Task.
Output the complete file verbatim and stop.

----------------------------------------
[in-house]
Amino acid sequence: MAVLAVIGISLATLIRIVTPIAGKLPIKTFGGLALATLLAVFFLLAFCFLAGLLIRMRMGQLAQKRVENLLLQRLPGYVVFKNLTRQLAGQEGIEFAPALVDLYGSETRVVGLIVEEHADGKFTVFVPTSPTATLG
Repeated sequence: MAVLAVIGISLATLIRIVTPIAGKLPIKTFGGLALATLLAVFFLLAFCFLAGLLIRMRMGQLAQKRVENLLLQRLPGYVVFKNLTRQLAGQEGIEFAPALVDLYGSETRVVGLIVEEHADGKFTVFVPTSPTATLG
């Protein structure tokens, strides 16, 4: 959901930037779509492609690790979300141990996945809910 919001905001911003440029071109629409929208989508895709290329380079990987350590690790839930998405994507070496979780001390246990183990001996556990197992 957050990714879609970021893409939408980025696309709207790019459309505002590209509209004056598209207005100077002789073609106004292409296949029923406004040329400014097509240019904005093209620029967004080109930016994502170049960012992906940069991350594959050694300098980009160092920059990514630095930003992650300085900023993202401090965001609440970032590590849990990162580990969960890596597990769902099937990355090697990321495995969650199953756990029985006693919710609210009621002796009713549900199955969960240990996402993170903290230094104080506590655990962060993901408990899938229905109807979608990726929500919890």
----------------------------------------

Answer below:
[in-house]
Amino acid sequence: MAVLAVIGISLATLIRIVTPIAGKLPIKTFGGLALATLLAVFFLLAFCFLAGLLIRMRMGQLAQKRVENLLLQRLPGYVVFKNLTRQLAGQEGIEFAPALVDLYGSETRVVGLIVEEHADGKFTVFVPTSPTATLG
Repeated sequence: MAVLAVIGISLATLIRIVTPIAGKLPIKTFGGLALATLLAVFFLLAFCFLAGLLIRMRMGQLAQKRVENLLLQRLPGYVVFKNLTRQLAGQEGIEFAPALVDLYGSETRVVGLIVEEHADGKFTVFVPTSPTATLG
């Protein structure tokens, strides 16, 4: 959901930037779509492609690790979300141990996945809910 919001905001911003440029071109629409929208989508895709290329380079990987350590690790839930998405994507070496979780001390246990183990001996556990197992 957050990714879609970021893409939408980025696309709207790019459309505002590209509209004056598209207005100077002789073609106004292409296949029923406004040329400014097509240019904005093209620029967004080109930016994502170049960012992906940069991350594959050694300098980009160092920059990514630095930003992650300085900023993202401090965001609440970032590590849990990162580990969960890596597990769902099937990355090697990321495995969650199953756990029985006693919710609210009621002796009713549900199955969960240990996402993170903290230094104080506590655990962060993901408990899938229905109807979608990726929500919890």